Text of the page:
Samboja Eco Lodge, Borneo
Samboja opened last year as part of a conservation project operated by the Borneo Orangutan Survival Foundation. The project has helped restore over 2,000 hectares of wasteland and after planting 1,800 species of trees, wildlife has returned. It is now home to up to 200 rescued orangutans, over 50 sunbears and you can also see rare pink river dolphins. Accommodation is in standard or treetop suites and helping out is encouraged, from planting trees to feeding animals.
Napo Wildlife Centre, Ecuador
Napo Wildlife Centre in Yasuni National Park was the winner of the First Choice Responsible Tourism Award in 2006. The centre is jointly owned by a team of biologists and the local Anangu people, who put their share of profits into education and healthcare. Built deep in the Amazon basin, there are just 10 cabins with solar power. It offers an abundance of wildlife, including more than 10 types of monkey, as well as caiman, puma, sloth, jacamar, hoatzin and other unusual animals. Parrot watching is popular from the clay hide and there’s a tower with views of the Andes.
Baja Camp, Mexico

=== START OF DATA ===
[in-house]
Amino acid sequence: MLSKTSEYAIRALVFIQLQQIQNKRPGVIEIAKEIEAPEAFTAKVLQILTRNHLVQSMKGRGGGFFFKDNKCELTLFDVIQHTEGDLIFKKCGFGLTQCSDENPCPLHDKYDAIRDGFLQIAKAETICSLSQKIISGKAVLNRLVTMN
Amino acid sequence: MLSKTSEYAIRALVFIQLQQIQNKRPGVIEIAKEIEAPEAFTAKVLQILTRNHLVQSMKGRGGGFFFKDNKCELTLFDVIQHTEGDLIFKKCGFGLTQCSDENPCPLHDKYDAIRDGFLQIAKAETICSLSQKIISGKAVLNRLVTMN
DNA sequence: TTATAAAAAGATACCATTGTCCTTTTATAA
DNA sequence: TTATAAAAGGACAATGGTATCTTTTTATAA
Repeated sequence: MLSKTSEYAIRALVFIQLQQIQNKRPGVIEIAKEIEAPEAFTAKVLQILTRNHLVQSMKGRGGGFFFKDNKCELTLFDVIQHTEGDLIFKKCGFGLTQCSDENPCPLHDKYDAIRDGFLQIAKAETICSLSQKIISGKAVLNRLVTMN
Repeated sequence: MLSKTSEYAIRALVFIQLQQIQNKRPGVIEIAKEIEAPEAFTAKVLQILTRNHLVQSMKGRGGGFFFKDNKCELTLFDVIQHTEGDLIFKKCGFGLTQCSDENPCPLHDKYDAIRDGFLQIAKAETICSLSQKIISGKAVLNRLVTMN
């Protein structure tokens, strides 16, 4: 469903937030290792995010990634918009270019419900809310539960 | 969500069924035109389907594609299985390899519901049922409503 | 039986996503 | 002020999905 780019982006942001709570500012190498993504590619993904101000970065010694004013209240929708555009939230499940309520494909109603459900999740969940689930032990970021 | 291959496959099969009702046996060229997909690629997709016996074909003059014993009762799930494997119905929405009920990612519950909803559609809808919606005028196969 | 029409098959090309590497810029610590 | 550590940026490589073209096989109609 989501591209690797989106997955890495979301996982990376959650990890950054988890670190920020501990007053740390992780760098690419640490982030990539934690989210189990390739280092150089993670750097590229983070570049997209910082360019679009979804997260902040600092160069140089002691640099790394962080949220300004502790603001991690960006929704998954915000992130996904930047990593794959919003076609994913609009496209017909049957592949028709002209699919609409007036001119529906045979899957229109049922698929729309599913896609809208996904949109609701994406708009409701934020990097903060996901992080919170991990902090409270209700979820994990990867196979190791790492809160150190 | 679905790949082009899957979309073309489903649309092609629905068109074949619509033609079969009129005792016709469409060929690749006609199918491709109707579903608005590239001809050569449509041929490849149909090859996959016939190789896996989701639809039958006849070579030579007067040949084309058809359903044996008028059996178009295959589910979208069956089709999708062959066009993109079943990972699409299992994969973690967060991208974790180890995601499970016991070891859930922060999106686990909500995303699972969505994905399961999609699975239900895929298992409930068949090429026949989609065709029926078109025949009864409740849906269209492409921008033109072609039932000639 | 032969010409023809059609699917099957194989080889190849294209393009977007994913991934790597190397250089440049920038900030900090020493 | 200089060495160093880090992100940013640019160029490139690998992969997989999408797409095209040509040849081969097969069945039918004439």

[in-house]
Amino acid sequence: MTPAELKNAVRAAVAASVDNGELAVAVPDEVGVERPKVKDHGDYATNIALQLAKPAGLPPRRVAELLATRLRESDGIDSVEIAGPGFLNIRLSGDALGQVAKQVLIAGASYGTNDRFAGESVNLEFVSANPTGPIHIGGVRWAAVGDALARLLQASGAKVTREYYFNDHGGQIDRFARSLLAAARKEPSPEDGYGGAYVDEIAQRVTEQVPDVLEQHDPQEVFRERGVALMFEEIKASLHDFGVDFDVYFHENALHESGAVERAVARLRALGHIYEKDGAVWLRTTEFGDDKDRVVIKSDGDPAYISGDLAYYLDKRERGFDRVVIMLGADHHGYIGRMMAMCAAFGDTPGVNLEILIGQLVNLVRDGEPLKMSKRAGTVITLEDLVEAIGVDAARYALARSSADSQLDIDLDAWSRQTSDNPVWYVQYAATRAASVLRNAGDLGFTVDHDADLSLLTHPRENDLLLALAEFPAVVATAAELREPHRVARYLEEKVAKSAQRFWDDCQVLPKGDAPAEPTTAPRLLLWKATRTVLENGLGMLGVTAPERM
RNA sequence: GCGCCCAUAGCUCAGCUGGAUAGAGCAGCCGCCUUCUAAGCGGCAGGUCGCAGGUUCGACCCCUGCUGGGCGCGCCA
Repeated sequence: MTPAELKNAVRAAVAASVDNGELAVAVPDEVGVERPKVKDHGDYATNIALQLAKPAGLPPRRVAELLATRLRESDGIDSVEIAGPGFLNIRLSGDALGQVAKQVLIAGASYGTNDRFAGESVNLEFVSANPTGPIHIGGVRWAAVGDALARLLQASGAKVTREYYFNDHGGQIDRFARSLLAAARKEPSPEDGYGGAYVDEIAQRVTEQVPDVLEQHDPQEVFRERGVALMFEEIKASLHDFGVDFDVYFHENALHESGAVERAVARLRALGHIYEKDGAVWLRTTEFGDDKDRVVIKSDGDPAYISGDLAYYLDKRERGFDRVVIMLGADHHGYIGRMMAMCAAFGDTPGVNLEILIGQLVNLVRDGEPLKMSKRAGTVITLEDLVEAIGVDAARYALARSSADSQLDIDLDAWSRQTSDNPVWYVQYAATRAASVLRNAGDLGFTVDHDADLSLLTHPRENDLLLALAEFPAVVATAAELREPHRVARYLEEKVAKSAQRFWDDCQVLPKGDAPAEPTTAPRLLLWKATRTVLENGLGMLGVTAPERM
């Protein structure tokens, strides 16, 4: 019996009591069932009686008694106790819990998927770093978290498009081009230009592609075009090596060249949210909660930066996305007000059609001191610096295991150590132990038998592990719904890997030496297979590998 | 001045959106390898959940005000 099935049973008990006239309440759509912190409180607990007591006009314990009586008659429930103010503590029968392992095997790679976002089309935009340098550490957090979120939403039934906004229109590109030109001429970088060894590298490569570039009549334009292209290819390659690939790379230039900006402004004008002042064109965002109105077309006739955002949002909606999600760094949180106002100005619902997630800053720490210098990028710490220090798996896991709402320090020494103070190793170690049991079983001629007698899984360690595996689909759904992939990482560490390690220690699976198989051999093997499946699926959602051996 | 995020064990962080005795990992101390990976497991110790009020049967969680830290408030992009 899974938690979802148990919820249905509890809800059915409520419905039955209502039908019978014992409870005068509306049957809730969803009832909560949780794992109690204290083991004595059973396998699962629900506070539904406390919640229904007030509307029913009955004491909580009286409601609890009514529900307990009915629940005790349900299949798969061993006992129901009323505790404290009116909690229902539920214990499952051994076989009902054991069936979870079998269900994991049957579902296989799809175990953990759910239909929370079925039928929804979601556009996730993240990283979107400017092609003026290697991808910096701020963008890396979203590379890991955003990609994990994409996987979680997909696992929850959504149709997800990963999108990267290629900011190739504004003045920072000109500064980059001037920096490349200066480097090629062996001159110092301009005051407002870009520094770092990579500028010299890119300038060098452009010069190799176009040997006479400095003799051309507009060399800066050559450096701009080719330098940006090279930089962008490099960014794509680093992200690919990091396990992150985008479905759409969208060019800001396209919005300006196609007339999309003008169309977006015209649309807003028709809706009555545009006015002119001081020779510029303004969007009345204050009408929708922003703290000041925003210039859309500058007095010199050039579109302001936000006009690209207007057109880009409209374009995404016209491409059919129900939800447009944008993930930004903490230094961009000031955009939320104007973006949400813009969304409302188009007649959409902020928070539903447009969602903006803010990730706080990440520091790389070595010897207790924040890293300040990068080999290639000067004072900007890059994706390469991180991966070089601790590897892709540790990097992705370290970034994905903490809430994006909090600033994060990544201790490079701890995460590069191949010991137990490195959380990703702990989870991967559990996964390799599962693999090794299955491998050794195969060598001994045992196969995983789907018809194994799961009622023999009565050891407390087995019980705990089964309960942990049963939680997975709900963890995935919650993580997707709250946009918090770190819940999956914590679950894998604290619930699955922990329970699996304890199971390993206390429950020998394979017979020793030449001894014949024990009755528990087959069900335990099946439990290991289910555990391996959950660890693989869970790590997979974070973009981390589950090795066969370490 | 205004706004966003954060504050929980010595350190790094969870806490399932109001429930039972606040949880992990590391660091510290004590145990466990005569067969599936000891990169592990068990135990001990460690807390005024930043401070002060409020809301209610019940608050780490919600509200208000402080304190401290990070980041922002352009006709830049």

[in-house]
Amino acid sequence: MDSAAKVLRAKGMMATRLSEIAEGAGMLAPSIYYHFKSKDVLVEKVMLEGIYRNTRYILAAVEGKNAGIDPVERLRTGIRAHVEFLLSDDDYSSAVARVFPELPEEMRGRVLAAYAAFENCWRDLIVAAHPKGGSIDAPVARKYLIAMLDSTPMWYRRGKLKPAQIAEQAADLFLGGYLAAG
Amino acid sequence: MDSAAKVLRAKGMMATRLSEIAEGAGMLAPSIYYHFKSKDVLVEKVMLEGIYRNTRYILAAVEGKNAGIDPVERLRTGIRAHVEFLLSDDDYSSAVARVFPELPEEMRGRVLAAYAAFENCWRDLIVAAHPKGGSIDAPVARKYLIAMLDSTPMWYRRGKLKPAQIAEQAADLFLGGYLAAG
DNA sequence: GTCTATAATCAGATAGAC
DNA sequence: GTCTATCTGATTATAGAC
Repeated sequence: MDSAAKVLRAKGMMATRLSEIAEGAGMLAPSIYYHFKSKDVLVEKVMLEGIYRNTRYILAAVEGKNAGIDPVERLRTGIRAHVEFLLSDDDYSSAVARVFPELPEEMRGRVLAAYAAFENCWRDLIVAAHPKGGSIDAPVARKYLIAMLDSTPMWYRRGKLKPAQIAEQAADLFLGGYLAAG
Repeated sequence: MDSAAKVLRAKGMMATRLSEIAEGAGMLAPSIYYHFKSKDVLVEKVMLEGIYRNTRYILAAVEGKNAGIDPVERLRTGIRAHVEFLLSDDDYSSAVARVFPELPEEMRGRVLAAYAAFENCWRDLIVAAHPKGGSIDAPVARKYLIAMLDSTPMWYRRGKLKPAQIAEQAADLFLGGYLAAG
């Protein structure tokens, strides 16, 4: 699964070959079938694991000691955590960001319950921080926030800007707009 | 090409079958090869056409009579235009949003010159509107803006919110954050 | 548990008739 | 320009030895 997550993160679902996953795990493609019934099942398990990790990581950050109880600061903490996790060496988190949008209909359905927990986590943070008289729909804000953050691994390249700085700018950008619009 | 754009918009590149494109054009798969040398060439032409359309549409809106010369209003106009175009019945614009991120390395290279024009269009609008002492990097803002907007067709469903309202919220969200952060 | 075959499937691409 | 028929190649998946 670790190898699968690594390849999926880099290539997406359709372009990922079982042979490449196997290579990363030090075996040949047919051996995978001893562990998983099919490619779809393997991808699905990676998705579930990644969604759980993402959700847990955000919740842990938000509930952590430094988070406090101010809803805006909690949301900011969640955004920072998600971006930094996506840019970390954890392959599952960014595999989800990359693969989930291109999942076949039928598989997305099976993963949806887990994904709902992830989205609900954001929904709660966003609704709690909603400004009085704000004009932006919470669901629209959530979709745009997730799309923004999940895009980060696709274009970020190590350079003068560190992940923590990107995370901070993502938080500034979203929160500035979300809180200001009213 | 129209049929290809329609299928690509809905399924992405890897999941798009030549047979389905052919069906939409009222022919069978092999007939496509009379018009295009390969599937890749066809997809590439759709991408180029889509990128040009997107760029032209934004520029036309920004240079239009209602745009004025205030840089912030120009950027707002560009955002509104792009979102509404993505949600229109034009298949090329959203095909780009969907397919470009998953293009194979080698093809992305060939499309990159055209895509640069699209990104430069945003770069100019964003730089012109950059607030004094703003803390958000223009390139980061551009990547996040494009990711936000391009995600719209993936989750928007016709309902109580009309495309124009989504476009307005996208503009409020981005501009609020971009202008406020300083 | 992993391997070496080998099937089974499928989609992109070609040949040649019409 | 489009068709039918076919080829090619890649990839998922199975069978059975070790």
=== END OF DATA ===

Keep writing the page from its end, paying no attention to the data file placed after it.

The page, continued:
The Isla di Espiritu Santo, a two-hour boat ride from the southern end of the Baja California peninsula, is a natural reserve. Baja Camp’s five tents on a gorgeous stretch of beach are the only sign of human life, but the area is so rich in marine life that Jacques Cousteau called it “the world’s aquarium”. The Sea of Cortez is reputedly home to a third of the world’s whale and dolphin species, which can be spotted from the tents, boats or kayaks. You can snorkel with sea lions and dive with manta rays, turtles and, in season, hammerhead and whale sharks. The Italian chef and host Andrea dives for your dinner, serving seafood feasts on tables next to the water.
Sausage Tree Camp, Zambia
Sausage Tree Camp in the Lower Zambezi National Park has six luxury Bedouin-style canvas tents overlooking the Zambezi River complete with open-air bathrooms and a personal butler. But the real draw, described as “all the game and none of the people”, is that, with no fences, you’re more likely to wake to see an elephant wandering through camp than a guest. Out on safari – half by boat, half by 4×4 – you’ll see everything from lion, leopard and hippo to zebra, bush buck and honey badger.
Hotel Los Castaños, Spain
Despite its seclusion, Los Castaños is easily accessible: 90 minutes’ drive from Malaga, and 15 minutes from Ronda. Set up in tree-covered mountains in the white village of Cartajima, birdwatching is a speciality. The Alto Genal valley is an important breeding area and migrating birds pass through; four different species of eagle can be seen circling overhead. Research biologist Peter Jones, the local bird expert, can take guests on guided walks. The hotel has a stunning rooftop terrace and plunge pool, where lovely hosts Di and Denny serve delicious food.